Under Charles Kennedy’s leadership, from 1999 to 2006, the Liberal Democrats won a record number of seats in the Commons – but in January 2006 he was forced to resign by the party’s MPs. When he died, in August 2015, he was mourned deeply by the party he once led. This meeting will assess Kennedy’s achievements […]
Parliamentary supremacy, hard won in the seventeenth century, is being challenged by the government response to Brexit, placing under question whether Parliament or the executive – or the popular will, expressed through a referendum – should have the ultimate say. Discuss the Liberal approach to who rules with English Civil Wars historian Professor Michael Braddick […]
Jeremy Thorpe led the Liberal Party over three general elections from 1967 to 1976. Immensely charismatic, under his leadership the Liberal vote at general elections more than doubled. Yet following a scandal, his career ended in a criminal court case. Why? On the fiftieth anniversary of Thorpe’s rise to the party leadership, Ronald Porter (obituarist […]
The 2015 election decisively ended the Liberal Democrats’ participation in government. Did what the party achieved in coalition between 2010 and 2015 justify the damage? Could the party have managed coalition better? The meeting marks the publication of the autumn Journal of Liberal History, a special issue on the policy record of the coalition. Speakers: […]
NOTE: START TIME CHANGED TO 7.00pm Roy Jenkins is best remembered in Liberal Democrat circles as one of the ‘Gang of Four’ who established the Social Democratic Party, the SDP’s first leader, and then a staunch supporter of merger with the Liberal Party. But even as a Labour politician he had a liberal record. In […]
What do Liberal Democrats believe? And what stems from our historical legacy? Against the background of the ‘Agenda 2020’ review of values and beliefs, discuss the party’s ideological inheritance with David Boyle, Teena Lashmore and Nick Thornsby at the History Group’s fringe meeting at the York Liberal Democrat conference. Chair: David Howarth.
How and why did the Liberal Party, SDP and Liberal Democrats all end up as the strongest supporters of Britain’s membership of the European Economic Community and its successor institutions? Has it helped or hindered the party’s political achievements? Have developments in Europe since the EEC’s founding Treaty of Rome in 1958 reflected the party’s […]
Party leaders matter: they embody a party’s present, while also shaping its future. This is particularly important in the values-based Liberal tradition. A total of twenty-five individuals led the Liberal Party, SDP and Liberal Democrats between Earl Grey’s assumption of the leadership of the Whig opposition in 1828 and Nick Clegg’s resignation in 2015. What did it take to […]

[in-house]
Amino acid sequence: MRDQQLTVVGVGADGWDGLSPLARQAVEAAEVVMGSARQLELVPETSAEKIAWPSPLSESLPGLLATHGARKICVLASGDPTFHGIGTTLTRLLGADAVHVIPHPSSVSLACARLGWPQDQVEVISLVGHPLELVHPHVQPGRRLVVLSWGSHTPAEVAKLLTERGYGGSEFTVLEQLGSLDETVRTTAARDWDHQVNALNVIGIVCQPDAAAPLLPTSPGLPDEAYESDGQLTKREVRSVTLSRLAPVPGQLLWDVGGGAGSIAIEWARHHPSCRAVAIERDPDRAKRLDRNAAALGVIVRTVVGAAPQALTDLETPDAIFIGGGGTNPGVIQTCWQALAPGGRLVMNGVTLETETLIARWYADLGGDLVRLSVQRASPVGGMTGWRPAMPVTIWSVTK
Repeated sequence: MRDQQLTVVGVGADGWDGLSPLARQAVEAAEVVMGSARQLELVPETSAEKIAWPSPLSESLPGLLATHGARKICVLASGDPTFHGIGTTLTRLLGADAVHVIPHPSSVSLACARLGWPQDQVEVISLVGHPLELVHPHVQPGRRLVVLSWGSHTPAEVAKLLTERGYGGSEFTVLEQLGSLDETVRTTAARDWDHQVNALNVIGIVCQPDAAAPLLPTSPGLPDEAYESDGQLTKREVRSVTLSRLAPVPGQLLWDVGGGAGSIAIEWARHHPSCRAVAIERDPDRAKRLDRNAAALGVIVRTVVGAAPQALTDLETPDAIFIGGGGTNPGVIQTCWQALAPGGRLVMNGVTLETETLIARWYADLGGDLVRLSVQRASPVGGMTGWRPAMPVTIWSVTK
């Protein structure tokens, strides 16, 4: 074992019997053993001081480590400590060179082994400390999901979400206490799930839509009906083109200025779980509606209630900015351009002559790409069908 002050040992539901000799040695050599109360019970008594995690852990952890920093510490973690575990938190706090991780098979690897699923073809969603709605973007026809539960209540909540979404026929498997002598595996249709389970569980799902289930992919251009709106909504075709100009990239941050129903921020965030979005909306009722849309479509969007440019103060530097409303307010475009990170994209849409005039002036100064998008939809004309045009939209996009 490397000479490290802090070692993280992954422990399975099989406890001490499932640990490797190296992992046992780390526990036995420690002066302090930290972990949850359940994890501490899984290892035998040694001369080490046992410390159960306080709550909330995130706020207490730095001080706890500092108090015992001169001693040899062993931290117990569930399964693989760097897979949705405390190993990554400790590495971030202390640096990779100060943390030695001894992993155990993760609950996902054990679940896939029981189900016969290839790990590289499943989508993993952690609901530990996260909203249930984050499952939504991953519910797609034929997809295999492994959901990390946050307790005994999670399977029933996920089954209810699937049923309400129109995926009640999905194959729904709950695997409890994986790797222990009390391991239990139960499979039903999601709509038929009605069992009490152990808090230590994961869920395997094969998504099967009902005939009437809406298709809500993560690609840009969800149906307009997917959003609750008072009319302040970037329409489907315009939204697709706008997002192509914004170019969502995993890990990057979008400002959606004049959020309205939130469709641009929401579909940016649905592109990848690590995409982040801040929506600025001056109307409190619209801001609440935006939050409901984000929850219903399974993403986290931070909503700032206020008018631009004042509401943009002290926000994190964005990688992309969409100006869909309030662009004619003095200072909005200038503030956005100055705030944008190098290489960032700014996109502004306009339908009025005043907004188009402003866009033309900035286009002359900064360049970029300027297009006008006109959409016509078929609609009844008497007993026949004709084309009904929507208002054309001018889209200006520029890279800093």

NOTE VENUE AND START TIME CHANGE The venue of this meeting has changed from the National Liberal Club to the House of Lords (Committee Room 1), and the start time from 6.30pm to 6.45pm. There are several votes in the Lords on Monday, and our chair and one of our speakers are both Liberal Democrat […]
The famous community politics resolution, adopted by the Liberal Party at its 1970 Assembly, helped to lay the foundations for revival after the party’s loss of half its seats in the 1970 election.
As we enter the final months of the present Conservative-Liberal Democrat coalition government it is an appropriate time to look back to a previous partnership between the two parties in the 100th anniversary of its formation.
A one-day conference organised by the Journal of Liberal History and Kings College, London.
To mark the launch of our publication, ‘Liberal Thinkers’, Baroness Liz Barker and MPs Alan Beith, David Laws and John Pugh draw lessons from past Liberal thinkers for the future direction of the Liberal Democrats.
The First World War sent a shockwave through the Liberal Party, permanently affecting its politics, its people and the way it viewed the world and its own place in it. This meeting, jointly organised by the Liberal Democrat History Group and Liberal International British Group and held a hundred years, almost to the day, after […]
For the Liberal Party, the three general elections of 1922,1923 and 1924 represented a terrible journey from postwar disunity to reunion, and near return to government to dramatic and prolonged decline. Arguably, this was the key period which relegated the Liberals to the third-party status from which they have still never escaped. The Liberal Democrat […]
This year, 2013, marks the twenty-fifth anniversary of the Liberal Democrats. From near-annihilation to entry into government, the years since 1988 have been a roller-coaster ride for the party. Discuss which factors were important in the survival and success of the Liberal Democrats, and speculate about the future, with: Duncan Brack (Editor, Journal of Liberal […]
Jo Grimond, leader of the Liberal Party from 1956 to 1967, holds a particularly affectionate place in the collective memory of the Liberal Democrats. His charisma, charm, good looks, political courage, intellect and inherent liberalism inspired many to join the Liberal Party in the late 1950s and 1960s and gained him a national reputation as […]
One of the greatest Liberal prime ministers, David Lloyd George, was born 150 years ago. Come and discuss his legacy, for the country and for Liberalism, with his biographer Kenneth O. Morgan and David Howarth. Chair: Lady Celia Thomas. A Liberal Democrat History Group / Lloyd George Society meeting.
Between 1994 and 1999, Paddy Ashdown and Tony Blair led a process of collaboration between the Liberal Democrats and the Labour Party, with the aim not merely of defeating the Conservatives but of establishing clear common ground between the progressive parties in British politics. Some of the outcomes of this process – ‘the project’, in […]